/Gene Okerlund, Serious Voice of Pro Wrestling, Is Dead at 76

Gene Okerlund, Serious Voice of Pro Wrestling, Is Dead at 76


Gene Okerlund, who as a ringside interviewer and commentator served for many years as a straight man to the outsize personalities who suffuse the world of skilled wrestling, died on Wednesday at a hospital in Sarasota, Fla. He was 76.

His son Todd stated he died a few month after a fall.

Mr. Okerlund, who was nicknamed Mean Gene by the wrestler (and future governor of Minnesota) Jesse Ventura, was a mild-mannered determine, particularly by pro-wrestling requirements. He usually appeared on the air in elegant apparel to conduct interviews with intensely muscled, scantily clad wrestlers like Macho Man Randy Savage, the Ultimate Warrior, Andre the Giant and Hulk Hogan. Mr. Hogan helped popularize Mr. Okerlund’s nickname by repeating it at the start of many interviews.

But Mr. Gagne persevered, and Mr. Okerlund worked in professional wrestling from then on. He joined the World Wrestling Federation, now the WWE, in the 1980s, when the promoter Vince McMahon made it a national organization.

Mr. Okerlund hosted shows like “Tuesday Night Titans,” “WWF All American Wrestling” and “WWF Prime Time Wrestling,” and appeared briefly in a tag-team match with Mr. Hogan against Mr. Fuji and George (the Animal) Steele in 1984.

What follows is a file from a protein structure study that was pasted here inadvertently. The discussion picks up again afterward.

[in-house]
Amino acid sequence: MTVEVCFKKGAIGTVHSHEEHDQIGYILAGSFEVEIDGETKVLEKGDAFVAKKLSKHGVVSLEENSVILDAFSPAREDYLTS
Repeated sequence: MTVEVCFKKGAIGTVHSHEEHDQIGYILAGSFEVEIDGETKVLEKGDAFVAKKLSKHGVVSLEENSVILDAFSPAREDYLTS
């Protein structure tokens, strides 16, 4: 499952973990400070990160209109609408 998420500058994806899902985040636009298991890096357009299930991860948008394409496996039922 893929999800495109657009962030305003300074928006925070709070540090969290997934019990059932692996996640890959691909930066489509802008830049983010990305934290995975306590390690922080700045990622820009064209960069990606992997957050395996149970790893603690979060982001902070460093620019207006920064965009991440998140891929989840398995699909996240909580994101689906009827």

He was also a singer. He sang “Tutti Frutti” on “The Wrestling Album” (1985), which mostly featured songs performed by wrestlers, and in 1985 sang the national anthem at the first WrestleMania, one of wrestling’s biggest televised events.

He lived in Osprey, Fla., with his wife, Jeanne. In addition to her and his son, he is survived by another son, Tor, and three grandchildren.

Mr. Okerlund told The Sun-Sentinel that he thought interviews were a crucial way for wrestlers to engage their audience and heighten drama.

“You have to be able to do things in the ring,” he said, but interviews “are a wrestler’s bread and butter.”



Source link Nytimes.com

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